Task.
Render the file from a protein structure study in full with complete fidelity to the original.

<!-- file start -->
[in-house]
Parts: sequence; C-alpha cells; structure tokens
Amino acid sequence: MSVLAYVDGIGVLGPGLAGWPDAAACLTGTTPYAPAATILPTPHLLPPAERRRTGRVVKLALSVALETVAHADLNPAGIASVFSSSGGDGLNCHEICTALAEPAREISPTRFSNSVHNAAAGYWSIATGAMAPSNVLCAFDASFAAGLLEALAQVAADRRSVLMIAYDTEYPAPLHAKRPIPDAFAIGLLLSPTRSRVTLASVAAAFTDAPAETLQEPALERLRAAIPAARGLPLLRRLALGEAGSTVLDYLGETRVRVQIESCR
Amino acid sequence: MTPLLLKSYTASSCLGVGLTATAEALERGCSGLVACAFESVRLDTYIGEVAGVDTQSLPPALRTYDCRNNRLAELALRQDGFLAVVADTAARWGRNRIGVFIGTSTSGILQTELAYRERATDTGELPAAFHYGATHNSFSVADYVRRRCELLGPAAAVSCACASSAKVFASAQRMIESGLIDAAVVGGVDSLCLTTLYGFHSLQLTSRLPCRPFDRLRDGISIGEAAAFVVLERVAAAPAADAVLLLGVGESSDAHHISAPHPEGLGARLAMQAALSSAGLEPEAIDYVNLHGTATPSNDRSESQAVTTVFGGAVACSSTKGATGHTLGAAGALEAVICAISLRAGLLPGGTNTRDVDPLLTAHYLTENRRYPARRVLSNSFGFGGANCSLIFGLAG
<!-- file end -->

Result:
[in-house]
Parts: sequence; C-alpha cells; structure tokens
Amino acid sequence: MSVLAYVDGIGVLGPGLAGWPDAAACLTGTTPYAPAATILPTPHLLPPAERRRTGRVVKLALSVALETVAHADLNPAGIASVFSSSGGDGLNCHEICTALAEPAREISPTRFSNSVHNAAAGYWSIATGAMAPSNVLCAFDASFAAGLLEALAQVAADRRSVLMIAYDTEYPAPLHAKRPIPDAFAIGLLLSPTRSRVTLASVAAAFTDAPAETLQEPALERLRAAIPAARGLPLLRRLALGEAGSTVLDYLGETRVRVQIESCR
Amino acid sequence: MTPLLLKSYTASSCLGVGLTATAEALERGCSGLVACAFESVRLDTYIGEVAGVDTQSLPPALRTYDCRNNRLAELALRQDGFLAVVADTAARWGRNRIGVFIGTSTSGILQTELAYRERATDTGELPAAFHYGATHNSFSVADYVRRRCELLGPAAAVSCACASSAKVFASAQRMIESGLIDAAVVGGVDSLCLTTLYGFHSLQLTSRLPCRPFDRLRDGISIGEAAAFVVLERVAAAPAADAVLLLGVGESSDAHHISAPHPEGLGARLAMQAALSSAGLEPEAIDYVNLHGTATPSNDRSESQAVTTVFGGAVACSSTKGATGHTLGAAGALEAVICAISLRAGLLPGGTNTRDVDPLLTAHYLTENRRYPARRVLSNSFGFGGANCSLIFGLAG